russian folk costume

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Ellis Island Immigrants
ca. 1905–14
Photographer: Augustus F. Sherman (American; 1865–1925)

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 Russian costumes are not only beautiful, they are also convenient in wearing because they were created for work without restricting freedom of movement. The variety of colors for traditional costume displays love for beauty. The Russian word “beautiful” (krasivyi) comes from the word “krasny”, the Russian for “red”. Ethnic Russian clothes include kaftan, kosovorotka and ushanka for men, sarafan and kokoshnik for women. Sarafan is a traditional Russian long, trapeze-shaped jumper dress (pinafore) worn as Russian folk costume by women and girls. Chronicles first mention it under the year 1376, and since that time it was worn well until the 21st century. Plain sarafans are still designed and worn today as a summer-time light dress. Russian women from the upper and middle classes stopped wearing traditional Russian costume in the 18th century, during Peter the Great’s modernization of Russia, apart from the kokoshniks as part a court dress (although the clothing style of Russian aristocrats differed greatly from those of commoners). It is now worn as folk costume for performing Russian folk songs and folk dancing.

Russian costumes differ a lot from each other. Each province had its own traditional costume. For example, black embroidery was traditional for the Belgorod Region (southern Russia), whereas costumes of peasant women in the Ryazan Region (central Russia) were embroidered mostly with red. The Cossacks of Southern Russia have a separate brand of culture within ethnic Russian, their clothes including papakha, which they share with the peoples of the Northern Caucasus.




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Konstantin Makovsky (1839—1915, Russia)

Boyar paintings

Makovsky was an influential Russian painter, affiliated with the Peredvizhniki school of Realism. While some of his work reacts against the Academy, he found success in the Salon alongside other Academic painters, and his work can be seen as perhaps related to the French movement of Academic Naturalism. Many of his historical paintings showed an idealised, Romantic view of Russian life of prior centuries, with a particular focus on Boyar people and culture. He was also a popular and prolific portrait painter.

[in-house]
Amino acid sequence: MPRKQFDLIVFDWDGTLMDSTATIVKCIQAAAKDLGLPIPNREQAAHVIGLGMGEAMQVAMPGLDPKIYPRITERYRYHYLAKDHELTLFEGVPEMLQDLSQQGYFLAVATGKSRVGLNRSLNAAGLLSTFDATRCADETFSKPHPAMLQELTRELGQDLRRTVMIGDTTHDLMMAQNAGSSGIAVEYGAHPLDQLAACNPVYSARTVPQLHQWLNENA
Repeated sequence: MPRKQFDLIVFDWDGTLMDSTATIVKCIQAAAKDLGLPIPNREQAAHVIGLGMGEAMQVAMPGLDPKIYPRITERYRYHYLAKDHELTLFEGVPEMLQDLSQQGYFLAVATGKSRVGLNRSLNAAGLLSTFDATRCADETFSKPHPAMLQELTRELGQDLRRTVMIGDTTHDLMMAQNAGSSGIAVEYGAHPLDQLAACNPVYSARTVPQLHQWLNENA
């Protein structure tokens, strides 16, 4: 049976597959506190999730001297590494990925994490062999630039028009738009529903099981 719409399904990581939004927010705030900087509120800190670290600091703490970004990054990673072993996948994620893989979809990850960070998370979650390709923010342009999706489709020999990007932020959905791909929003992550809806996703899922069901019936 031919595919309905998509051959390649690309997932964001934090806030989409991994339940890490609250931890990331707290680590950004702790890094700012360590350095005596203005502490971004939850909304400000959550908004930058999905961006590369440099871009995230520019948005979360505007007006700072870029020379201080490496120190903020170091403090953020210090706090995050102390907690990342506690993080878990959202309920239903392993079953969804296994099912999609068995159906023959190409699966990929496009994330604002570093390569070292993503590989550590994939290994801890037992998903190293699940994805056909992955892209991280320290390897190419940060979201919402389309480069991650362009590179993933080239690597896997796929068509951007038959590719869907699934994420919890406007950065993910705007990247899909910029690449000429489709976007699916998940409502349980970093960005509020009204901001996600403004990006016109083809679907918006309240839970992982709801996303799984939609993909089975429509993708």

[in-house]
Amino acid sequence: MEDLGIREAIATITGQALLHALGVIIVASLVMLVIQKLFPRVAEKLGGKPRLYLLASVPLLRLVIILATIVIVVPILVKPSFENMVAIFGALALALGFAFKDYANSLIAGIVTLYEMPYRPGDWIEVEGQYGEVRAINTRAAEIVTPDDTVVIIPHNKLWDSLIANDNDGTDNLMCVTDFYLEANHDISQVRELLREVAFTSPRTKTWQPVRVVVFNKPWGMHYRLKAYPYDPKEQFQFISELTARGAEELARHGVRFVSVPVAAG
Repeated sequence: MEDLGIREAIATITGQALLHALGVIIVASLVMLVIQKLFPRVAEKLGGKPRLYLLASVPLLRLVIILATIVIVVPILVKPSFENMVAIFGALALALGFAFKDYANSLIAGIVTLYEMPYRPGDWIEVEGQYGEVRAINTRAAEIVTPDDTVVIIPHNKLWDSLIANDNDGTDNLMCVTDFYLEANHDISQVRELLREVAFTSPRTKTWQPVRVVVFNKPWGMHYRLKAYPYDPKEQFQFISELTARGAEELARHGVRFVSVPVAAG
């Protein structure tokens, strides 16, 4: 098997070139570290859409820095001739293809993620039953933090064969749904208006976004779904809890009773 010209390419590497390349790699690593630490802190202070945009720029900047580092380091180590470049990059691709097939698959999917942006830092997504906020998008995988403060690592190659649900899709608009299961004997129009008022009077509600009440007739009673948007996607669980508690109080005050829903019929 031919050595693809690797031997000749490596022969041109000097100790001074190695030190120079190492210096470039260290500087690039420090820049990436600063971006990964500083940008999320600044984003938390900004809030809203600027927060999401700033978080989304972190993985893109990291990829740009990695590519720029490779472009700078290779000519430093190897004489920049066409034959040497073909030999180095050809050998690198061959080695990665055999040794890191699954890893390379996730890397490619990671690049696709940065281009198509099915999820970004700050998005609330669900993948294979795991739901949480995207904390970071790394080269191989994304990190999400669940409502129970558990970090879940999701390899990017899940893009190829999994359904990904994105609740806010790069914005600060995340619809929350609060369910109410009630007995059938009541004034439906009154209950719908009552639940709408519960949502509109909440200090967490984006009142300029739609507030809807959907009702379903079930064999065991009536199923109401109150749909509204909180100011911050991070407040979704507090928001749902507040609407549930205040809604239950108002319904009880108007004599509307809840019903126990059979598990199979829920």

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This object is from the collection of Natalia de Shabelsky (1841-1905), a Russian noblewoman compelled to preserve what she perceived as the vanishing folk art traditions of her native country. Traveling extensively throughout Great Russia, she collected many fine examples of textile art of the wealthy peasant class. From the 1870s until moving to France in 1902, Shabelsky amassed a large collection of intricately embroidered hand-woven household textiles and opulent festival garments with rich decoration and elaborate motifs. The Brooklyn Museum holdings include many fine examples including the majority of the garments. Portions of Shabelsky’s collection are also housed at the Museum of Fine Arts, Boston, the Cleveland Art Museum, and the Russian Museum of Ethnography in St. Petersburg.

Depictions of the goddess are common in Russian embroidery, traditionally associated with fertility. Birds are associated with goddess worship for their proximity to divine beings through their home in the sky. A smaller daughter or minor goddess often accompanies the great goddess in embroideries intended to represent reproductive fertility. This language of visual motifs originated in Pagan times and continued to be used in embroidery after the Christianization of Russia. Later depictions of the goddess are very stylized, resembling a plant or tree of life, as in this example.